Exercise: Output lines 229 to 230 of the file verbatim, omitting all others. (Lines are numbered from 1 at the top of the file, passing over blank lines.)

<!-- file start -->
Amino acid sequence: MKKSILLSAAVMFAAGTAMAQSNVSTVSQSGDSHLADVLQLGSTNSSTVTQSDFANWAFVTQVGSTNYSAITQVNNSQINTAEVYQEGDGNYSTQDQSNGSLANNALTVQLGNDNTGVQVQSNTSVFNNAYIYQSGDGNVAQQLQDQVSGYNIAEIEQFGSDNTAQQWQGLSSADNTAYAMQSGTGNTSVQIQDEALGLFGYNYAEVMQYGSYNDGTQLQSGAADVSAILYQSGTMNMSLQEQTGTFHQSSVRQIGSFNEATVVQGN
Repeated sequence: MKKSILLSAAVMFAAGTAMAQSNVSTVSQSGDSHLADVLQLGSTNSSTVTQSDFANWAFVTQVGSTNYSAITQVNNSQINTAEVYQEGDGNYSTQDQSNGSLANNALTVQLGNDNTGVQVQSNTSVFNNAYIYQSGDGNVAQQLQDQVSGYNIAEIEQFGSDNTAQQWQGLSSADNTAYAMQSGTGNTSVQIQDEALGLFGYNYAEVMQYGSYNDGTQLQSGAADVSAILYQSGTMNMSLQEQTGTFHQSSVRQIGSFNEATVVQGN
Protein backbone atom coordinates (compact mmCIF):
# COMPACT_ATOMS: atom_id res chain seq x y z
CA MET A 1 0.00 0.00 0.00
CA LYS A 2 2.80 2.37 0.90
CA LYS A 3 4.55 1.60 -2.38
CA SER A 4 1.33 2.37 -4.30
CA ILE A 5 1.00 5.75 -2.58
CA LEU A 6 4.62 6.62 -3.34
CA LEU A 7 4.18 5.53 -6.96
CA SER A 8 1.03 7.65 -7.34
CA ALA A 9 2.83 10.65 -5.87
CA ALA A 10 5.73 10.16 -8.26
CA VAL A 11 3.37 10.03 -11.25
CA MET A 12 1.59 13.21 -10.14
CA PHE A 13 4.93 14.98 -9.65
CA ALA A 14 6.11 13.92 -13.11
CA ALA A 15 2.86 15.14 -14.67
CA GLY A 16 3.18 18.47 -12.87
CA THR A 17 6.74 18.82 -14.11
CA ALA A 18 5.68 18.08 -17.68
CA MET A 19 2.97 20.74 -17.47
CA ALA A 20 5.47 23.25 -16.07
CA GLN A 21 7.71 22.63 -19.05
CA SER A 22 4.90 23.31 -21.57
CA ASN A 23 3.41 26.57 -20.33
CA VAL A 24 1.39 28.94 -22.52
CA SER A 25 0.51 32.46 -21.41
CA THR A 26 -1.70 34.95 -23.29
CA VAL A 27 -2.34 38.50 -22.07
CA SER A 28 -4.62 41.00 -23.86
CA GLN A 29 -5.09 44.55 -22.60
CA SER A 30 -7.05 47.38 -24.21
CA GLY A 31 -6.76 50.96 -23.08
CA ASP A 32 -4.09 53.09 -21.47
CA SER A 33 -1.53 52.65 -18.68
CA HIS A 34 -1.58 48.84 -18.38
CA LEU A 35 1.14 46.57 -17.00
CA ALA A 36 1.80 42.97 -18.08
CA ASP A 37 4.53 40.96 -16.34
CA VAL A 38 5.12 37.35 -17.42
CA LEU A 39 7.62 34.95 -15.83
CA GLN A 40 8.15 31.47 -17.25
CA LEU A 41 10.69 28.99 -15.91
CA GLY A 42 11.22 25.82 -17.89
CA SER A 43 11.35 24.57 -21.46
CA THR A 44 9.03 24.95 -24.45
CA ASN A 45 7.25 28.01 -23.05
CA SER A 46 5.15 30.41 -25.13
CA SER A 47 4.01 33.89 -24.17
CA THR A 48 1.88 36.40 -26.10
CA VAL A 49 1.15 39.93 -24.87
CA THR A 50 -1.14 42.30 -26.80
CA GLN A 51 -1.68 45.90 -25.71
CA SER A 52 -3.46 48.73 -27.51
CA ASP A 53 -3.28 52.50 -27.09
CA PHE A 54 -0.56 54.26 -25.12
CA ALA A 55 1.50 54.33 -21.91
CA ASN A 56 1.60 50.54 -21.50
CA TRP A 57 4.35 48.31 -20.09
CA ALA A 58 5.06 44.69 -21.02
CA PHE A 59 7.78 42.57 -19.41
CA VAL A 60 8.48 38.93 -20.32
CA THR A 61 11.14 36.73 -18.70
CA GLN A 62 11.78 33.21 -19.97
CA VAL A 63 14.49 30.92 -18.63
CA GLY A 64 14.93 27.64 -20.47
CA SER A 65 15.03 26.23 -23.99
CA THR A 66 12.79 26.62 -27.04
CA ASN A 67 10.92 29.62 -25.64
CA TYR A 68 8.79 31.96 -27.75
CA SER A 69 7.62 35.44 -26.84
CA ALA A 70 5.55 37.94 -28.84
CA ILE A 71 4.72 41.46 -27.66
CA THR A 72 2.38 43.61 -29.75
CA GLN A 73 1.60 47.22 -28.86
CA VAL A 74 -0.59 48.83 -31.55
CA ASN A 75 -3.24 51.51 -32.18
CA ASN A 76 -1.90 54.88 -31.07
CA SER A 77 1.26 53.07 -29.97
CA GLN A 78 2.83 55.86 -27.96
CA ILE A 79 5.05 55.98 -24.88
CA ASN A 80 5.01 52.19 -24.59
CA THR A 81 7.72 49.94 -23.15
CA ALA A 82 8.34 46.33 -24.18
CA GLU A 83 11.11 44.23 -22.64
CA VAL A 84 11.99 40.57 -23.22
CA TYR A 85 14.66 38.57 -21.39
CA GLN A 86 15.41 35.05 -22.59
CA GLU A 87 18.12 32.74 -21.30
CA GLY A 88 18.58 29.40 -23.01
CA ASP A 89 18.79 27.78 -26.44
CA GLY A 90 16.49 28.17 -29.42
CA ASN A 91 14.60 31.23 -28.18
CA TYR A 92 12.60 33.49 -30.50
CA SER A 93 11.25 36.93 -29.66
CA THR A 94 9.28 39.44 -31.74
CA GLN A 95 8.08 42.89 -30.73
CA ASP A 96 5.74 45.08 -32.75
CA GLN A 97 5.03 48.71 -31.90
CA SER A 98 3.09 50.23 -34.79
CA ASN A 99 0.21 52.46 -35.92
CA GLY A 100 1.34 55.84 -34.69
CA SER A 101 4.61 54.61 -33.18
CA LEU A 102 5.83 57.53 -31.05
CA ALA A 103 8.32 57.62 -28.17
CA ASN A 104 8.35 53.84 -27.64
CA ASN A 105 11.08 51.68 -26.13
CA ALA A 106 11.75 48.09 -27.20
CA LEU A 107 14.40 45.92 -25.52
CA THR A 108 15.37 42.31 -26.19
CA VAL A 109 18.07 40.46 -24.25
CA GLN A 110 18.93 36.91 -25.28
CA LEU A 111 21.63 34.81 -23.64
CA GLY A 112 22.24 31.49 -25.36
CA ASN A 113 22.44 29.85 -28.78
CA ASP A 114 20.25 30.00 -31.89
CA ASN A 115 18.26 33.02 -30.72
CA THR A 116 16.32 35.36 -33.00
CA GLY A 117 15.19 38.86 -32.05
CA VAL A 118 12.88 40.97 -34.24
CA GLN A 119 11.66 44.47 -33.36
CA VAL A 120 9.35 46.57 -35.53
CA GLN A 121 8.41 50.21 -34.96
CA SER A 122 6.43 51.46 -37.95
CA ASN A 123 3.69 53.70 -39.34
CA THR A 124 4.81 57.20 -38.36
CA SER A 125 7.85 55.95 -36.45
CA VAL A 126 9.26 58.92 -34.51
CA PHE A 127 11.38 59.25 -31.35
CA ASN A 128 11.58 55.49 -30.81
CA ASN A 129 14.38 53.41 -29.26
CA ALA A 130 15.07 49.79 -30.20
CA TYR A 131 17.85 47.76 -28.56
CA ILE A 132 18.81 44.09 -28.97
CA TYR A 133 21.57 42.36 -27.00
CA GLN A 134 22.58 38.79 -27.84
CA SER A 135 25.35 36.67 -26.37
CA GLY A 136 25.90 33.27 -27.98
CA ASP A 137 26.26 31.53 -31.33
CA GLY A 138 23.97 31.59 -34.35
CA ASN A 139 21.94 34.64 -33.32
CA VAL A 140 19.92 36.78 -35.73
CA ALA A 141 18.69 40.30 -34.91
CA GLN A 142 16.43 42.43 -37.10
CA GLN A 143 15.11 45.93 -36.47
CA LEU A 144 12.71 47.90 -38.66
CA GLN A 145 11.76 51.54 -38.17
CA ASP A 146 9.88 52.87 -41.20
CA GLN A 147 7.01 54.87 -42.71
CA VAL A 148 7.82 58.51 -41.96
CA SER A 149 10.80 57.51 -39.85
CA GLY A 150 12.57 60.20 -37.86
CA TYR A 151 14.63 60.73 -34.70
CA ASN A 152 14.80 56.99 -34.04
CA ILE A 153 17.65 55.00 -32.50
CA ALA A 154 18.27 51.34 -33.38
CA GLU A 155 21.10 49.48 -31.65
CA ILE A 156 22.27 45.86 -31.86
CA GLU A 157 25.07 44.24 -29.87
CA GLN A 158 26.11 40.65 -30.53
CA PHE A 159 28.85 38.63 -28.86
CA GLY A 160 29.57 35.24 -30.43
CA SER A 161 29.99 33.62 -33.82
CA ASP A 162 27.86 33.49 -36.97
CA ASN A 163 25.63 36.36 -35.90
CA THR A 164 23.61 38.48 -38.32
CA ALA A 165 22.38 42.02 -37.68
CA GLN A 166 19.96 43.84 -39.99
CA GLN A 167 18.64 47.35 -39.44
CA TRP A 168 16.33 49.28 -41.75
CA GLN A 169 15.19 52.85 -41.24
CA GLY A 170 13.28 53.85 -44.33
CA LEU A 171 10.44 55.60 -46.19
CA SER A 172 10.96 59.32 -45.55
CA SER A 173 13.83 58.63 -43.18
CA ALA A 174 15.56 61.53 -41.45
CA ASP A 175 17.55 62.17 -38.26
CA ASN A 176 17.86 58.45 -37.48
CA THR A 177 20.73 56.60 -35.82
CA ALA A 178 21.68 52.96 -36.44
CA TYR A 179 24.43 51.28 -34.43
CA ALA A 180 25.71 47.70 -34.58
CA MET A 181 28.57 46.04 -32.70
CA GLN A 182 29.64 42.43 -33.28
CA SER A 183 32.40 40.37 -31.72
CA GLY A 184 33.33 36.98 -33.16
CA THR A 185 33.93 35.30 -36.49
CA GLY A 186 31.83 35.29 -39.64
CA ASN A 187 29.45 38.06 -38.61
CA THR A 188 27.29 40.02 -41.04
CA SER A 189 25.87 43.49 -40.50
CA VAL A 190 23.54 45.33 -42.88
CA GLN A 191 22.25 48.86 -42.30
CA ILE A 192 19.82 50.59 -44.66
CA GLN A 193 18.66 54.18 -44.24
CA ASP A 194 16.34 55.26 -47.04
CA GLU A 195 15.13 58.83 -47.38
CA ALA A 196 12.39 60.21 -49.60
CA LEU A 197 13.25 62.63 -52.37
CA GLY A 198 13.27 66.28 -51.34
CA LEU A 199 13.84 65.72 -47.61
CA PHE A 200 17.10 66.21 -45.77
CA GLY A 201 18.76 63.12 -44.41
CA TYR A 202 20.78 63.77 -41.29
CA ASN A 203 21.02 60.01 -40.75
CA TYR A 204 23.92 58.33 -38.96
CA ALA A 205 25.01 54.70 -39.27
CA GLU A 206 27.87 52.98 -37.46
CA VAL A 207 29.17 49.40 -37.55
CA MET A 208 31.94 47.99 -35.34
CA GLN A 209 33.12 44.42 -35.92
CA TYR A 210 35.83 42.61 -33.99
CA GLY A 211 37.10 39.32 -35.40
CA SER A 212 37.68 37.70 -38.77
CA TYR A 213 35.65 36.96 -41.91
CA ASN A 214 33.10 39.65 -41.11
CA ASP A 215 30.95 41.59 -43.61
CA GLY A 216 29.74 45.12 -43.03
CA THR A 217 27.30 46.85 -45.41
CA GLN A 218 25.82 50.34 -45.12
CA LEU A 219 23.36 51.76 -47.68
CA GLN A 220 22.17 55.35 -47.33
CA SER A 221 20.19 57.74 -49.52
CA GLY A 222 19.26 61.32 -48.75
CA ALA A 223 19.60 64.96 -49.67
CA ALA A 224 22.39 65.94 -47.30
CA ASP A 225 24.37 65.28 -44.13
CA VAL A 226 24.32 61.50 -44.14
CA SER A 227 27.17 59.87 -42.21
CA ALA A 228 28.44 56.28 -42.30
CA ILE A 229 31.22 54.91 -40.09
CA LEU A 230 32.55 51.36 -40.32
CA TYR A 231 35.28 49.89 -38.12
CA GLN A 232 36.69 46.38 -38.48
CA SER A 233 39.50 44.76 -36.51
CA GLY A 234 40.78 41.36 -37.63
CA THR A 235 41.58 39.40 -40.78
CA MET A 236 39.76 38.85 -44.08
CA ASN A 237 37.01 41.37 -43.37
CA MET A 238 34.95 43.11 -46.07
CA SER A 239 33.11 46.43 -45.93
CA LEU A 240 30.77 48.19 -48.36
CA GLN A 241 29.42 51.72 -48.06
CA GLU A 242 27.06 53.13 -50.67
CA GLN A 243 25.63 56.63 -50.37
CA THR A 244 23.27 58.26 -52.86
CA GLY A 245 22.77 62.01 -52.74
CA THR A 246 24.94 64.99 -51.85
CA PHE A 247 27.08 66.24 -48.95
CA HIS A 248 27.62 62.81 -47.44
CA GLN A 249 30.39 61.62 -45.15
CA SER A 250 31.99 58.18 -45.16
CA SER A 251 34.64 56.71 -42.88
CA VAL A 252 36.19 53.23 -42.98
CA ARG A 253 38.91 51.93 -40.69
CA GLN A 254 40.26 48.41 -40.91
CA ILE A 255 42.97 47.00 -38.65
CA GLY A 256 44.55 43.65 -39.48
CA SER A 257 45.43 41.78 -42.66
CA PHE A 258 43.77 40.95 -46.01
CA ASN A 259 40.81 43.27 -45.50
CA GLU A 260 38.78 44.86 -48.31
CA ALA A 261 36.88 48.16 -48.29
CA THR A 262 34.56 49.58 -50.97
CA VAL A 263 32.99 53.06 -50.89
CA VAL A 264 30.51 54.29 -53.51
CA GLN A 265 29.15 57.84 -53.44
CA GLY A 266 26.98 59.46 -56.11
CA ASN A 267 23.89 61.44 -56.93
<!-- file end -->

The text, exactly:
CA ASP A 225 24.37 65.28 -44.13
CA VAL A 226 24.32 61.50 -44.14